The Point of Sale screen is still fairly rudimentary, and it is one of the least mature aspects of SQL-Ledger. It is suitable for small retail environments at the moment but not much else.
The sales screen looks very much like a normal invoice entry screen with a few differences.
As SQL-Ledger is a web-based application, the web browser usually does not allow the page to write to arbitrary files. Therefore hardware support for pole displays, etc. is not readily possible from the application itself. In some cases, there are add-on packages (such as SL-POS) which offer some additional hardware options via simple additional networking programs. Notes for specific types of hardware are as follows: Touch screens: The default stylesheet is not really usable from a touchscreen as the items are often too small. One would need to modify the stylesheets to ensure that the relevant items would be reasonable. Setting down the resolution would also help. Receipt Printers: ESC/POS printers generally work in text mode. Control sequences can be embedded in the template as necessary. Pole Displays: Generally are unsupported in SQL-Ledger without add-on patches and special network clients. Cash Drawers: These should be attached to the printer. The control codes can then be embedded in the invoices so that the drawer opens whenever an invoice is printed. Barcode Scanners: Most customers use decoded barcode scanners through a keyboard wedge interface. This allows them to scan items as if they were typing them on the keyboard.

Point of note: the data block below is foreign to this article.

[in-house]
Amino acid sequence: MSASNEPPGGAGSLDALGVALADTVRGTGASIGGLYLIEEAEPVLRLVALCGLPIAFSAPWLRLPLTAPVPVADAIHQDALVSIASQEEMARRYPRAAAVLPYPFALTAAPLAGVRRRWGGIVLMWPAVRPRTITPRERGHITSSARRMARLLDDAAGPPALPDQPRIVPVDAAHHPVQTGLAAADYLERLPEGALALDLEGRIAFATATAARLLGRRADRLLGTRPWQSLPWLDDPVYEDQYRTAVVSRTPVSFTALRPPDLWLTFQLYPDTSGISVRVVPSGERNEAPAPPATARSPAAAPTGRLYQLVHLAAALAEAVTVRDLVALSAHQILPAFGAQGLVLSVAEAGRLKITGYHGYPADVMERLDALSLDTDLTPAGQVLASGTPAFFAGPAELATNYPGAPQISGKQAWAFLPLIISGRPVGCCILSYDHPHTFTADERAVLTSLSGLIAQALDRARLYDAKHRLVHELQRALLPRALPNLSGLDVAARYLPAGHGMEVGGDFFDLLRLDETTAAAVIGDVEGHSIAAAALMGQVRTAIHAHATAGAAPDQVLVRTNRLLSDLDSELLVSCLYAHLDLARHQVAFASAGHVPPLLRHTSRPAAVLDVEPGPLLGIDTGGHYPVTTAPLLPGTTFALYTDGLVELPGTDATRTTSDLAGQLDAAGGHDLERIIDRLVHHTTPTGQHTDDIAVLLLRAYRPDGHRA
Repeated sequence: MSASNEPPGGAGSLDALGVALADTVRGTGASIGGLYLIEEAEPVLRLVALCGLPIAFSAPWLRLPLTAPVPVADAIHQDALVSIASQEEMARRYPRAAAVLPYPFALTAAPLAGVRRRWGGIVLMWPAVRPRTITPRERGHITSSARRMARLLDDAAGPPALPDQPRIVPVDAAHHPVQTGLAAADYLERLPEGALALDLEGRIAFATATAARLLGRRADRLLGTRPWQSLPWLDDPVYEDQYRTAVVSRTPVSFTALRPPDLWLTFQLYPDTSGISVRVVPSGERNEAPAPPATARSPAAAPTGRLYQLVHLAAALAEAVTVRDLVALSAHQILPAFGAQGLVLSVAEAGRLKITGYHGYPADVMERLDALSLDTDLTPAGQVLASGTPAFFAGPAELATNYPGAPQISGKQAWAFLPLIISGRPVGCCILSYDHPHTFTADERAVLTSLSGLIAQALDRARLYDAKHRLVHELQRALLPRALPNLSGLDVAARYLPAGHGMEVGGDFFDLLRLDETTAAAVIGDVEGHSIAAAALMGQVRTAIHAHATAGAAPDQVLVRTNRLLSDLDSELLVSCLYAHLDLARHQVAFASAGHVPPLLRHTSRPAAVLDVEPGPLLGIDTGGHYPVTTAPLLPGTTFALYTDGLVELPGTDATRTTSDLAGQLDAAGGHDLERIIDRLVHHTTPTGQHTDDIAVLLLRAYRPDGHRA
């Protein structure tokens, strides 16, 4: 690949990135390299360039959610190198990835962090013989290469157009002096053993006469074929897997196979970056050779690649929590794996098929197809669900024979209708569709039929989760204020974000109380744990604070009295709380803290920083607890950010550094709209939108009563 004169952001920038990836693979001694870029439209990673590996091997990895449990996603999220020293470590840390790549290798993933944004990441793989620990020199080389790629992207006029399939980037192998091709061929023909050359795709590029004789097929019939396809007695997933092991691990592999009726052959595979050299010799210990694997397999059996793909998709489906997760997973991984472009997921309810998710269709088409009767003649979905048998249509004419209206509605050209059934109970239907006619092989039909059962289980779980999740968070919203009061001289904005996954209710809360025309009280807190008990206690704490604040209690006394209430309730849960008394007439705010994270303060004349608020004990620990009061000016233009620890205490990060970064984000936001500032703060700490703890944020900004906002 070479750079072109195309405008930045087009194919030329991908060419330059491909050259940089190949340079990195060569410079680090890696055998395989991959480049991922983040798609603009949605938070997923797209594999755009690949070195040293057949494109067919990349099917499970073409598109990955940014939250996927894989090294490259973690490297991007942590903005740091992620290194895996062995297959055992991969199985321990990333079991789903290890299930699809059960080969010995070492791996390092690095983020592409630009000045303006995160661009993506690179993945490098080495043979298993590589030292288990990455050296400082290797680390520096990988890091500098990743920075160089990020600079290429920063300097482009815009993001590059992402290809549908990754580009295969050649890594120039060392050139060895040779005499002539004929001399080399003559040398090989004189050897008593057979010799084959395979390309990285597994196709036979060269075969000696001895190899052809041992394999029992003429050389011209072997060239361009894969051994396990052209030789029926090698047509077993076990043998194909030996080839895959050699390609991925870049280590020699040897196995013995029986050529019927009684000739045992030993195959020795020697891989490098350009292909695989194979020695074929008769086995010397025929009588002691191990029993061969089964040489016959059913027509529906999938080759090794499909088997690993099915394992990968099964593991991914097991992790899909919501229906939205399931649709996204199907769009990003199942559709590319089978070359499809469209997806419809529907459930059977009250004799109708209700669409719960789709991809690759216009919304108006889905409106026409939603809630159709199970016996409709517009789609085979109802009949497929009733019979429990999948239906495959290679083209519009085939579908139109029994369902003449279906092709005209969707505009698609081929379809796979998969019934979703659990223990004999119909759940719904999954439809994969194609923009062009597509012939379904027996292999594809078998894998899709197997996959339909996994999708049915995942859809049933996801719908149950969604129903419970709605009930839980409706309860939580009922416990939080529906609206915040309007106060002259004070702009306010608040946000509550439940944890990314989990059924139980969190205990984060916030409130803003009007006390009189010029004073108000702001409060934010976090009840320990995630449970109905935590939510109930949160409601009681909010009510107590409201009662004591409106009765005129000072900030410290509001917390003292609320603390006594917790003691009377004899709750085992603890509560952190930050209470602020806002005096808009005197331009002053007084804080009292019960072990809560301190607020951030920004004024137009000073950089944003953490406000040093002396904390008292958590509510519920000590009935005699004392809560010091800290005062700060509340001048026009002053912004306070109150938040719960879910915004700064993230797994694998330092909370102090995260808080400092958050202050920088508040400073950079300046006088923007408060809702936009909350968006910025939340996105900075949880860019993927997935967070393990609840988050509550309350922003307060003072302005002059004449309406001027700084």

The POS→Open screen allows one to find any POS receipts that are not entirely paid off.
The POS→Receipts screen allows one to bring up a basic record of the POS terminals. It is not sufficient for closing the till, however, though it may help for reconciliation. The till column is the last component or octet of the terminal's IP address. Therefore it is a good idea to try to avoid having IP addresses where the last octet is the same. All entries are grouped by date and source in this report.
Next: General Ledger
(First version from: An Introduction to SQL-Ledger by Chris Travers, 2006)